Hey :v:

I recently graduated in biomedical engineering from EPFL, Switzerland. I spent my last year as an exchange student at UBC, Canada and decided to shift to machine learning there. During and after my studies I have worked on:

  • A mutation ranking algorithm for mono-genic conditions. This made me switch to machine learning :heart_eyes:.

  • Predicting room and building occupancies from wi-fi data to make HVAC control systems more efficient.

  • I’m currently working as a Data Scientist Trainee in Grab’s User Trust Team. Grab is the leading ride-hailing startup in Asia-Pacific, which explains why you’ve never heard of it. I’m working on NLP to understand users review. It’s a lot of fun, but challenging as reviews can be in Thai, Malay, Indonesian, …

:mag: Side Note: Thai doesn’t use whitespacestoseparatewords ! Not so simple for preprocessing :sweat_smile: .

In my free-time I like to run, play any sports (with a biais towards basketball), drink a beer or smoke a cigar with friends, watch MOOCs and learn about new Machine Learning stuff.

I find most of the ML domains fascinating, but if I had to chose, I would say Natural Language Processing and sample-efficient methods. By the latter I mean topics such as:

  • Multi-task learning By sharing knowledge across related tasks, algorithms will become more data-efficient. I also find it to be a more objective regularization than the widely used L2 or L1.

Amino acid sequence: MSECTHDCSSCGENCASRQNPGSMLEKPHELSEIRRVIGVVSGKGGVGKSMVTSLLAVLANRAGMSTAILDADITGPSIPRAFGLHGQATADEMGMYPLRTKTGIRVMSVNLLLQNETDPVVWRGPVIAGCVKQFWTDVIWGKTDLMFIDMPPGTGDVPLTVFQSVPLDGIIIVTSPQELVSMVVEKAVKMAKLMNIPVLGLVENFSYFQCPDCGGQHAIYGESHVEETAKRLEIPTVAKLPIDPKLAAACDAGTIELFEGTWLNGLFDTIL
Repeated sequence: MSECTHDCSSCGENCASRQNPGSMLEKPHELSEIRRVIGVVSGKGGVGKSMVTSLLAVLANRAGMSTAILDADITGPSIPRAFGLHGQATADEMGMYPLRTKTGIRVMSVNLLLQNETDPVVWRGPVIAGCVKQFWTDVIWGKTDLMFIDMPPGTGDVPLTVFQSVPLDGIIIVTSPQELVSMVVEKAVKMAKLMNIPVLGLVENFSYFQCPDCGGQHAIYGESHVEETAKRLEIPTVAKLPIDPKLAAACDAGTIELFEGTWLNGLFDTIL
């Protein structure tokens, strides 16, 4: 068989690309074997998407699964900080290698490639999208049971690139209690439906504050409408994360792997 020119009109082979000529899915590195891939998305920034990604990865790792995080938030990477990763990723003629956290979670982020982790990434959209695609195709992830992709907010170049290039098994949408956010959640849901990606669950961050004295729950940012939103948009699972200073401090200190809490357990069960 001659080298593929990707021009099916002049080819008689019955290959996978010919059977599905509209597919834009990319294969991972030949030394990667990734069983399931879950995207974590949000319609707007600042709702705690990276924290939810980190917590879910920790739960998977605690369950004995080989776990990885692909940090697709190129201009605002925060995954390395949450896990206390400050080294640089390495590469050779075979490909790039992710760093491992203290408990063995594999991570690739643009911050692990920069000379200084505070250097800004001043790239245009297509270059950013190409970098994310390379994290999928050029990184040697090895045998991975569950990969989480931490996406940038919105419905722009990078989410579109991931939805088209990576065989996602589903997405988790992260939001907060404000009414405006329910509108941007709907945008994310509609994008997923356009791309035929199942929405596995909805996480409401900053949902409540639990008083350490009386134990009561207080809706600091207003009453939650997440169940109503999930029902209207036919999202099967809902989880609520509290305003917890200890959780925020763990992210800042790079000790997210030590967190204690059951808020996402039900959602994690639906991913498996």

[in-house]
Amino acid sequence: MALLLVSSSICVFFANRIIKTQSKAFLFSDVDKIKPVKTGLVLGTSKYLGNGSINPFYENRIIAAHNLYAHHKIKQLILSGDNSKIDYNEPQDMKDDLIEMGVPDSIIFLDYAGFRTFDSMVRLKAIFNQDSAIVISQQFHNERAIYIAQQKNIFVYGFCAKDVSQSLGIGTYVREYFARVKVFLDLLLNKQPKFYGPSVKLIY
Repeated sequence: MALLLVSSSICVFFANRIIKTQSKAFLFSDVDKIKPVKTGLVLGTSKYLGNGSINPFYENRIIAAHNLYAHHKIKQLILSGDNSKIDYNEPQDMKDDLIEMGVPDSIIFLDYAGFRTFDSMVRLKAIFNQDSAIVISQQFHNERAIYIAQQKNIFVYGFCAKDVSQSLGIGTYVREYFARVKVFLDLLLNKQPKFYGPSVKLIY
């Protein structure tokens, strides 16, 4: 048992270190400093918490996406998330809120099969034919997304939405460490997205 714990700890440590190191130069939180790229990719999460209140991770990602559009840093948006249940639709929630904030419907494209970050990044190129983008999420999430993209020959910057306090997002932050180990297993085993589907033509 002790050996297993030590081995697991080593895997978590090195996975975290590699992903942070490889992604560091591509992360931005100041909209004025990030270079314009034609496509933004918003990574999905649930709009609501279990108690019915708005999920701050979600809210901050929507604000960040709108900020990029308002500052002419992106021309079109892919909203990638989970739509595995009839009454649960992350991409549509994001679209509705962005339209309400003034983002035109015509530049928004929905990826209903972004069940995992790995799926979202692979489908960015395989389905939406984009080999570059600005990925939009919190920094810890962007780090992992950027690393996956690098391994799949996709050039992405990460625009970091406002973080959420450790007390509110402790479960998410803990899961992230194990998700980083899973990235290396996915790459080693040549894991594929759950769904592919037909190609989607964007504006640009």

• Transfer learning ML traditionally starts every task from scratch, which is in contradiction to how humans learn. By using previous “knowledge” the algorithms will be able to use less data.
  • Bayesian Deep Learning (DL), which elegantly solves the uncertainty issue in DL.
  • Bayesian optimization which is key to optimizing functions with less experiments. I am specifically interested in how to make such methods work in high and/or varying number of dimensions.
  • Incorporating neuroscience into ML I believe this essential for improving ML in real-life settings. There has been a recent trend towards that (notably thanks to DeepMind) and I find this exciting.
  • Model-based Reinforcement Learning (RL) although recent breakthrough were mostly done using model-free methods, these are too sample-inefficient to be used without simulation. I think the future of RL is in Model-based or hybrid approaches, which would enable multi-task and transfer learning, increase sample efficiency, and be closer to neuroscientific models.

PS: Check out my resume for more information.

PSx2: This picture was taken a loooooong time ago, but I thought it was appropriate for this page :telephone_receiver: :blush:.